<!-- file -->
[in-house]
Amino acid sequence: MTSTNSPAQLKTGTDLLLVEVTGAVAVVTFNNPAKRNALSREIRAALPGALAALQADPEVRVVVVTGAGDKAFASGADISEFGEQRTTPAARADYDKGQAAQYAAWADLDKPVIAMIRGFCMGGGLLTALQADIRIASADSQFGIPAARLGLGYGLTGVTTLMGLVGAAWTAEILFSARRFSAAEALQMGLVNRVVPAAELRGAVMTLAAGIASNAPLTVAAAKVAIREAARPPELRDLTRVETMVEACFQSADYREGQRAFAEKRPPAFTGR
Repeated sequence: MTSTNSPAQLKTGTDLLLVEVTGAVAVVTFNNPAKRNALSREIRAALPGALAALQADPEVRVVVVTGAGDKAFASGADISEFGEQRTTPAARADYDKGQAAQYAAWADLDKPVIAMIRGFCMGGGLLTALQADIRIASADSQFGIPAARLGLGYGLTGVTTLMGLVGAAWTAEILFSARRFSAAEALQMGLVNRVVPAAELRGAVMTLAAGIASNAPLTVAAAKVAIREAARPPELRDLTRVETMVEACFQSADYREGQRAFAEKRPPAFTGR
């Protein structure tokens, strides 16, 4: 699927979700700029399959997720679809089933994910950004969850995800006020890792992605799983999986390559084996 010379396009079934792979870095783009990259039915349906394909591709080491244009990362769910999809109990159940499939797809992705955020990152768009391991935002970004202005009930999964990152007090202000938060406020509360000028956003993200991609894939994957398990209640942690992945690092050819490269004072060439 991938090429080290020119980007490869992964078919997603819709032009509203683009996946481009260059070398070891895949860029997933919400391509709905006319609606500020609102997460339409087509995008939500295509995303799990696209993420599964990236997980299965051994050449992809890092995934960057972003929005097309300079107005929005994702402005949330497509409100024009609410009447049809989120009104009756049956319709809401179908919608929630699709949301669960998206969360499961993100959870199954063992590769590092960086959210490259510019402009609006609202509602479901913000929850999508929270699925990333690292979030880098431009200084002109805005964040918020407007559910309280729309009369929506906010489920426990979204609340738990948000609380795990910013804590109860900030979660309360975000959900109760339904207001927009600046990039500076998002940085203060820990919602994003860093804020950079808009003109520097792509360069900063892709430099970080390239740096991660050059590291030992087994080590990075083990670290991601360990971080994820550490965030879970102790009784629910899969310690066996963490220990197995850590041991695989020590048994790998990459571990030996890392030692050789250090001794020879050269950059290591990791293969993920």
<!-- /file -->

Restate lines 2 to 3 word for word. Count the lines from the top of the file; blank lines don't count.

Amino acid sequence: MTSTNSPAQLKTGTDLLLVEVTGAVAVVTFNNPAKRNALSREIRAALPGALAALQADPEVRVVVVTGAGDKAFASGADISEFGEQRTTPAARADYDKGQAAQYAAWADLDKPVIAMIRGFCMGGGLLTALQADIRIASADSQFGIPAARLGLGYGLTGVTTLMGLVGAAWTAEILFSARRFSAAEALQMGLVNRVVPAAELRGAVMTLAAGIASNAPLTVAAAKVAIREAARPPELRDLTRVETMVEACFQSADYREGQRAFAEKRPPAFTGR
Repeated sequence: MTSTNSPAQLKTGTDLLLVEVTGAVAVVTFNNPAKRNALSREIRAALPGALAALQADPEVRVVVVTGAGDKAFASGADISEFGEQRTTPAARADYDKGQAAQYAAWADLDKPVIAMIRGFCMGGGLLTALQADIRIASADSQFGIPAARLGLGYGLTGVTTLMGLVGAAWTAEILFSARRFSAAEALQMGLVNRVVPAAELRGAVMTLAAGIASNAPLTVAAAKVAIREAARPPELRDLTRVETMVEACFQSADYREGQRAFAEKRPPAFTGR